The former Pickford-Fairbanks Studio/United Artists Studio/Samuel Goldwyn Studio/Warner Hollywood Studio is set for partial demolition, as developer CIM Group preps to majorly expand the lot's capacity. As you might have guessed by now, the place holds quite a bit of Hollywood history. The 11 acre lot now known as The Lot sits at Santa Monica and Formosa in West Hollywood, just west of the Target, with a little seepage into the city of LA. It was originally built in 1919 by silent filmmaker Jesse Hampton, who sold to Mary Pickford and Douglas Fairbanks, who eventually teamed up with Charlie Chaplin and DW Griffith to form United Artists. Tenants now say their leases are being allowed to expire and a WeHo planner tells the LA Times that CIM will begin demolition "in a few weeks" for a six-phase project that "will more than double the studio's space to 671,087 square feet." That includes the addition of three new soundstages and buildings up to six stories high. Up for demolition: the 1927 Pickford building, the 1932 Goldwyn building (now used for sound editing), the Writers Building, the Fairbanks Building, the Editorial Building, Frank Sinatra's old bungalow, "and a block-long row of production offices that line Santa Monica Boulevard."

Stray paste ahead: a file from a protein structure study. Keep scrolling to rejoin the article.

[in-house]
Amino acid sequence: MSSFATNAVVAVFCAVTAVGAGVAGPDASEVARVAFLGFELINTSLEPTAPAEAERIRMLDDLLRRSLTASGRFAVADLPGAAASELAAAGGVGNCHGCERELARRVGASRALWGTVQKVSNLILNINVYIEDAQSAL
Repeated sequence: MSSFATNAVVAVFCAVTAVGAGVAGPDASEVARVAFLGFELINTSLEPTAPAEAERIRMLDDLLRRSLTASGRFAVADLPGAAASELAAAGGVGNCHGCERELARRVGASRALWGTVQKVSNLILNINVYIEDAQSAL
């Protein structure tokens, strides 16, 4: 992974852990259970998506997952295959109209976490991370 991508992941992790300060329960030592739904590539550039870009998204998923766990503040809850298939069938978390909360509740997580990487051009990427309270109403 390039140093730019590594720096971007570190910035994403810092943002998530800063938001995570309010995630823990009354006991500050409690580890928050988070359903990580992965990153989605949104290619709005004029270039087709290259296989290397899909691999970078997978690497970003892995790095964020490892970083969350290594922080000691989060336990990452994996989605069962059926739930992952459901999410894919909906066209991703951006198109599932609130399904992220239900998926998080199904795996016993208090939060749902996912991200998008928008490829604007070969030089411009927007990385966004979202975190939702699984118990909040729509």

The studio has a sign calling it a "Potential Cultural Resource," which is not actually any kind of binding designation; the LA Conservancy and other preservation groups are now looking into what can be done to save the old studio. CIM intends to preserve "a wall-like facade that extends along Santa Monica Boulevard around [Howard] Hughes' secret garage entrance." But what about the possibly mythical tunnel that linked up the soundstages to the Formosa Cafe and the "ornate wooden door hand-built by Harrison Ford, who was working as a studio carpenter when he was "discovered" by filmmaker George Lucas"?
· Storied West Hollywood studio buildings to be demolished [LAT]